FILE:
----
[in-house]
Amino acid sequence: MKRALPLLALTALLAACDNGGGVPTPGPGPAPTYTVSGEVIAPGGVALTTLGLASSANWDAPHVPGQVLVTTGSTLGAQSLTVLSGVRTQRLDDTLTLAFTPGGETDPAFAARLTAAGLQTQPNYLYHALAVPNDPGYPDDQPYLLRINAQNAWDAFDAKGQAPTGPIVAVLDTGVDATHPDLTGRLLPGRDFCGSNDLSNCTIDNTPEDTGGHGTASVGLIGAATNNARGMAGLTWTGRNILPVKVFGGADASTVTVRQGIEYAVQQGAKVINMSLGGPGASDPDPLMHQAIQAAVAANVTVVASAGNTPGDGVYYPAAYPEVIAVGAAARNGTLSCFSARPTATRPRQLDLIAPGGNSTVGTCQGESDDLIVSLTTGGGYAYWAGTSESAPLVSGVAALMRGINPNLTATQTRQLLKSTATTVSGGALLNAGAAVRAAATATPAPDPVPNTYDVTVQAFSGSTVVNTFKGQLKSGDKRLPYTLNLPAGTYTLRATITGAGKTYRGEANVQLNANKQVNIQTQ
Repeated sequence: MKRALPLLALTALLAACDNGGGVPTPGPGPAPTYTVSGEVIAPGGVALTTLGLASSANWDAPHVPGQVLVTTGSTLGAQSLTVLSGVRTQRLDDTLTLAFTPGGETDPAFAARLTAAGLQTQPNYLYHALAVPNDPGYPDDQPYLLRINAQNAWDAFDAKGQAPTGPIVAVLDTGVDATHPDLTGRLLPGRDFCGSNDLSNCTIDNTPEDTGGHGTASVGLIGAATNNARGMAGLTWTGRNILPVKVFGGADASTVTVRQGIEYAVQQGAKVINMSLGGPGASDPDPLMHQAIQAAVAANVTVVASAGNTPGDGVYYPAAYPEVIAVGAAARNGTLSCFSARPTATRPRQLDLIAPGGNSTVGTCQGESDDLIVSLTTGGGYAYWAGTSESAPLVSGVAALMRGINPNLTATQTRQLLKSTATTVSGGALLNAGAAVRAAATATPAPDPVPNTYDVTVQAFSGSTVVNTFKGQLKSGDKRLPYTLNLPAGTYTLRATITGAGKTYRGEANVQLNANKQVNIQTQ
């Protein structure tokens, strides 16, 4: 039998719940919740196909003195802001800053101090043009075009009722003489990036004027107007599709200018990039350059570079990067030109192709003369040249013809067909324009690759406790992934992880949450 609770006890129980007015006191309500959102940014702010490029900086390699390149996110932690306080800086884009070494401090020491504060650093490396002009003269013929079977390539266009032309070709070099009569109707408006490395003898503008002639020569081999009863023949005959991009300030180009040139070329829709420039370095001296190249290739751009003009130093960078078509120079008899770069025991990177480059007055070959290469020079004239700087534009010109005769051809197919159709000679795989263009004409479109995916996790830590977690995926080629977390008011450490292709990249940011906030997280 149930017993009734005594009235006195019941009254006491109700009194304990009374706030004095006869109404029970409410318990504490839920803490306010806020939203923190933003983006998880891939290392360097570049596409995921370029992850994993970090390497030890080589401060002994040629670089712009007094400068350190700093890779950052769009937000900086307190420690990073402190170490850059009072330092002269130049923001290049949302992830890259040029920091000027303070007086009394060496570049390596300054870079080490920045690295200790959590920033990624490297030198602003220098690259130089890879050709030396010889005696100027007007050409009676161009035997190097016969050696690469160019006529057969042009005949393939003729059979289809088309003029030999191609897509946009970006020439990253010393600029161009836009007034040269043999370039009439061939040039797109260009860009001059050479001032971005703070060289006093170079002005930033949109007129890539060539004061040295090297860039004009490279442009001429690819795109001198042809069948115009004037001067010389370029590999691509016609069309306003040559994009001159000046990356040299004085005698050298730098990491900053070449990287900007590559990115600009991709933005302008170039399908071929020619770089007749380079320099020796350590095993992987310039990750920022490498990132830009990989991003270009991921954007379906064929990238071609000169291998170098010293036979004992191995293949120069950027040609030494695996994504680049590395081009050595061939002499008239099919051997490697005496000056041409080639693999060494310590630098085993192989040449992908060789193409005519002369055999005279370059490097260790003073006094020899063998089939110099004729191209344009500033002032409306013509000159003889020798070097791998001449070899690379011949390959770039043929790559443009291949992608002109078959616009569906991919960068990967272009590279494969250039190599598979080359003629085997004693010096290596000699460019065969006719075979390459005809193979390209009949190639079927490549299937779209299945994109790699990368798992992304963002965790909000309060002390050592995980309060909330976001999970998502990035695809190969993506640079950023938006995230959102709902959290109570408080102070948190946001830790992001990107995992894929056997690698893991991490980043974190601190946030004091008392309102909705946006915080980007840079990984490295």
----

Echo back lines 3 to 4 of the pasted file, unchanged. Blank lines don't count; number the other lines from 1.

Repeated sequence: MKRALPLLALTALLAACDNGGGVPTPGPGPAPTYTVSGEVIAPGGVALTTLGLASSANWDAPHVPGQVLVTTGSTLGAQSLTVLSGVRTQRLDDTLTLAFTPGGETDPAFAARLTAAGLQTQPNYLYHALAVPNDPGYPDDQPYLLRINAQNAWDAFDAKGQAPTGPIVAVLDTGVDATHPDLTGRLLPGRDFCGSNDLSNCTIDNTPEDTGGHGTASVGLIGAATNNARGMAGLTWTGRNILPVKVFGGADASTVTVRQGIEYAVQQGAKVINMSLGGPGASDPDPLMHQAIQAAVAANVTVVASAGNTPGDGVYYPAAYPEVIAVGAAARNGTLSCFSARPTATRPRQLDLIAPGGNSTVGTCQGESDDLIVSLTTGGGYAYWAGTSESAPLVSGVAALMRGINPNLTATQTRQLLKSTATTVSGGALLNAGAAVRAAATATPAPDPVPNTYDVTVQAFSGSTVVNTFKGQLKSGDKRLPYTLNLPAGTYTLRATITGAGKTYRGEANVQLNANKQVNIQTQ
């Protein structure tokens, strides 16, 4: 039998719940919740196909003195802001800053101090043009075009009722003489990036004027107007599709200018990039350059570079990067030109192709003369040249013809067909324009690759406790992934992880949450 609770006890129980007015006191309500959102940014702010490029900086390699390149996110932690306080800086884009070494401090020491504060650093490396002009003269013929079977390539266009032309070709070099009569109707408006490395003898503008002639020569081999009863023949005959991009300030180009040139070329829709420039370095001296190249290739751009003009130093960078078509120079008899770069025991990177480059007055070959290469020079004239700087534009010109005769051809197919159709000679795989263009004409479109995916996790830590977690995926080629977390008011450490292709990249940011906030997280 149930017993009734005594009235006195019941009254006491109700009194304990009374706030004095006869109404029970409410318990504490839920803490306010806020939203923190933003983006998880891939290392360097570049596409995921370029992850994993970090390497030890080589401060002994040629670089712009007094400068350190700093890779950052769009937000900086307190420690990073402190170490850059009072330092002269130049923001290049949302992830890259040029920091000027303070007086009394060496570049390596300054870079080490920045690295200790959590920033990624490297030198602003220098690259130089890879050709030396010889005696100027007007050409009676161009035997190097016969050696690469160019006529057969042009005949393939003729059979289809088309003029030999191609897509946009970006020439990253010393600029161009836009007034040269043999370039009439061939040039797109260009860009001059050479001032971005703070060289006093170079002005930033949109007129890539060539004061040295090297860039004009490279442009001429690819795109001198042809069948115009004037001067010389370029590999691509016609069309306003040559994009001159000046990356040299004085005698050298730098990491900053070449990287900007590559990115600009991709933005302008170039399908071929020619770089007749380079320099020796350590095993992987310039990750920022490498990132830009990989991003270009991921954007379906064929990238071609000169291998170098010293036979004992191995293949120069950027040609030494695996994504680049590395081009050595061939002499008239099919051997490697005496000056041409080639693999060494310590630098085993192989040449992908060789193409005519002369055999005279370059490097260790003073006094020899063998089939110099004729191209344009500033002032409306013509000159003889020798070097791998001449070899690379011949390959770039043929790559443009291949992608002109078959616009569906991919960068990967272009590279494969250039190599598979080359003629085997004693010096290596000699460019065969006719075979390459005809193979390209009949190639079927490549299937779209299945994109790699990368798992992304963002965790909000309060002390050592995980309060909330976001999970998502990035695809190969993506640079950023938006995230959102709902959290109570408080102070948190946001830790992001990107995992894929056997690698893991991490980043974190601190946030004091008392309102909705946006915080980007840079990984490295």